Date of Award

12-1-2000

Document Type

Thesis

Degree Name

Master of Arts (MA)

Department

Criminology and Criminal Justice

First Advisor

Dr. Cassia Spohn

Abstract

Over the years there have been large increases in the number of drug offenders arrested, prosecuted, and sentenced to prison. These increases have lead to an overload of the criminal justice system. This overload prompted states to develop new responses to substance use and drug-related crime. One such innovation is the drug treatment court, which combines accountability and treatment. The goal of these courts is to reduce recidivism and substance use among drug-involved criminal offenders. This study uses data from Douglas County (Nebraska) to compare recidivism rates for participants in the Douglas County Drug Court and traditionally adjudicated drug offenders. The overall objective was to determine if the Douglas County Drug Court was more effective at reducing recidivism rates as compared to traditionally adjudicated drug offenders. This study found that drug court participants who graduated or were active in the drug court had lower recidivism rates than traditionally adjudicated offenders.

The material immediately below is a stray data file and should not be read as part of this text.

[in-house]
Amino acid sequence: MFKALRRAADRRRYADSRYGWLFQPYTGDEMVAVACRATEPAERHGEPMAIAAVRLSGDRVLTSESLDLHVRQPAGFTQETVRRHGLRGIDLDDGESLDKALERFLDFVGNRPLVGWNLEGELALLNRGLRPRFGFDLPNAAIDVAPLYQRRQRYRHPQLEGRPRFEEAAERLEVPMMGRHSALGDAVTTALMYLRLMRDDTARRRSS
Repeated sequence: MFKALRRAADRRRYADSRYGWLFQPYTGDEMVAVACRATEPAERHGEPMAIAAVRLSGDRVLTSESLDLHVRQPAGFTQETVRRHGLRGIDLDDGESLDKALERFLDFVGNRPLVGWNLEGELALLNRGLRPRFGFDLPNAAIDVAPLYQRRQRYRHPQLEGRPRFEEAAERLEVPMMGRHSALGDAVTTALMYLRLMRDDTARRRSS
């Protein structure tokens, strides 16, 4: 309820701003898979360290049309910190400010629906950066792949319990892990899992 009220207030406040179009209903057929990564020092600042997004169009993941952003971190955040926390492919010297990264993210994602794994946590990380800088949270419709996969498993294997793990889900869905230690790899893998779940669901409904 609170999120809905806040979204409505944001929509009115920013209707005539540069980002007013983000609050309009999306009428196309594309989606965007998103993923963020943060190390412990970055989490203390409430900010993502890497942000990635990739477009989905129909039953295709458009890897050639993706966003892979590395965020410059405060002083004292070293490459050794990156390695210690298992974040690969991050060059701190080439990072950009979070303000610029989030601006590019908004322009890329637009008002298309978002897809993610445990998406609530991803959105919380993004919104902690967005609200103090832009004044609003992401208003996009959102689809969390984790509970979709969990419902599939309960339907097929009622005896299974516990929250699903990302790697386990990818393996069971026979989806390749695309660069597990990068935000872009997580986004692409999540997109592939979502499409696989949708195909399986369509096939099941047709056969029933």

Comments

A Thesis Presented to the Department of Criminal Justice and the Faculty of the Graduate College University of Nebraska In Partial Fulfillment of the Requirements for the Degree Masters of Arts in Criminal Justice University of Nebraska at Omaha. Copyright Erika Davis Frenzel December, 2000.

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